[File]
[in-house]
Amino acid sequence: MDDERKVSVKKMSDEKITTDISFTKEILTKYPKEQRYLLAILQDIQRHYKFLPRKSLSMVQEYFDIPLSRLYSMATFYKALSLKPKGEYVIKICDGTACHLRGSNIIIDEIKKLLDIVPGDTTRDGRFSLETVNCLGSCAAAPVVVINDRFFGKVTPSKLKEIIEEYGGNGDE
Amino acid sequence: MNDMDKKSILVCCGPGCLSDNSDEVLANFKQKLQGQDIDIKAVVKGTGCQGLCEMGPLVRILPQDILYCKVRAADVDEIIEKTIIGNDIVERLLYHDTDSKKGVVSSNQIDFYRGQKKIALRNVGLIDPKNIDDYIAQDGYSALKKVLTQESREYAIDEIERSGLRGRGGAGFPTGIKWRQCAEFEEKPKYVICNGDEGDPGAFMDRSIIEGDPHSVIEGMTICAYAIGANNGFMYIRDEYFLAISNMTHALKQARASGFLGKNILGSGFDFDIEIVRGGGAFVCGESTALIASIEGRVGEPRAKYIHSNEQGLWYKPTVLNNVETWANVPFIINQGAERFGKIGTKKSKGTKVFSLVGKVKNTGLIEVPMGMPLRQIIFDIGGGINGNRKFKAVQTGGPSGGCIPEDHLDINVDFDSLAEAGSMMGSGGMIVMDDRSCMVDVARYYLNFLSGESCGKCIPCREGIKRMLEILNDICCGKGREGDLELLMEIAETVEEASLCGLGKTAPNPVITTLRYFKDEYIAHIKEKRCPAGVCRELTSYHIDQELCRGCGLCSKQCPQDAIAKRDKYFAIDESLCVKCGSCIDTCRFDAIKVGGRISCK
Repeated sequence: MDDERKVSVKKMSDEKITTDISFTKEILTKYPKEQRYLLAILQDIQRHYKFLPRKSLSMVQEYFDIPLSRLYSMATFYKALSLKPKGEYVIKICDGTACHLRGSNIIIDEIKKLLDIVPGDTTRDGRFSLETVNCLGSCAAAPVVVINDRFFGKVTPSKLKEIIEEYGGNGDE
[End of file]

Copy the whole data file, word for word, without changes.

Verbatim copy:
[in-house]
Amino acid sequence: MDDERKVSVKKMSDEKITTDISFTKEILTKYPKEQRYLLAILQDIQRHYKFLPRKSLSMVQEYFDIPLSRLYSMATFYKALSLKPKGEYVIKICDGTACHLRGSNIIIDEIKKLLDIVPGDTTRDGRFSLETVNCLGSCAAAPVVVINDRFFGKVTPSKLKEIIEEYGGNGDE
Amino acid sequence: MNDMDKKSILVCCGPGCLSDNSDEVLANFKQKLQGQDIDIKAVVKGTGCQGLCEMGPLVRILPQDILYCKVRAADVDEIIEKTIIGNDIVERLLYHDTDSKKGVVSSNQIDFYRGQKKIALRNVGLIDPKNIDDYIAQDGYSALKKVLTQESREYAIDEIERSGLRGRGGAGFPTGIKWRQCAEFEEKPKYVICNGDEGDPGAFMDRSIIEGDPHSVIEGMTICAYAIGANNGFMYIRDEYFLAISNMTHALKQARASGFLGKNILGSGFDFDIEIVRGGGAFVCGESTALIASIEGRVGEPRAKYIHSNEQGLWYKPTVLNNVETWANVPFIINQGAERFGKIGTKKSKGTKVFSLVGKVKNTGLIEVPMGMPLRQIIFDIGGGINGNRKFKAVQTGGPSGGCIPEDHLDINVDFDSLAEAGSMMGSGGMIVMDDRSCMVDVARYYLNFLSGESCGKCIPCREGIKRMLEILNDICCGKGREGDLELLMEIAETVEEASLCGLGKTAPNPVITTLRYFKDEYIAHIKEKRCPAGVCRELTSYHIDQELCRGCGLCSKQCPQDAIAKRDKYFAIDESLCVKCGSCIDTCRFDAIKVGGRISCK
Repeated sequence: MDDERKVSVKKMSDEKITTDISFTKEILTKYPKEQRYLLAILQDIQRHYKFLPRKSLSMVQEYFDIPLSRLYSMATFYKALSLKPKGEYVIKICDGTACHLRGSNIIIDEIKKLLDIVPGDTTRDGRFSLETVNCLGSCAAAPVVVINDRFFGKVTPSKLKEIIEEYGGNGDE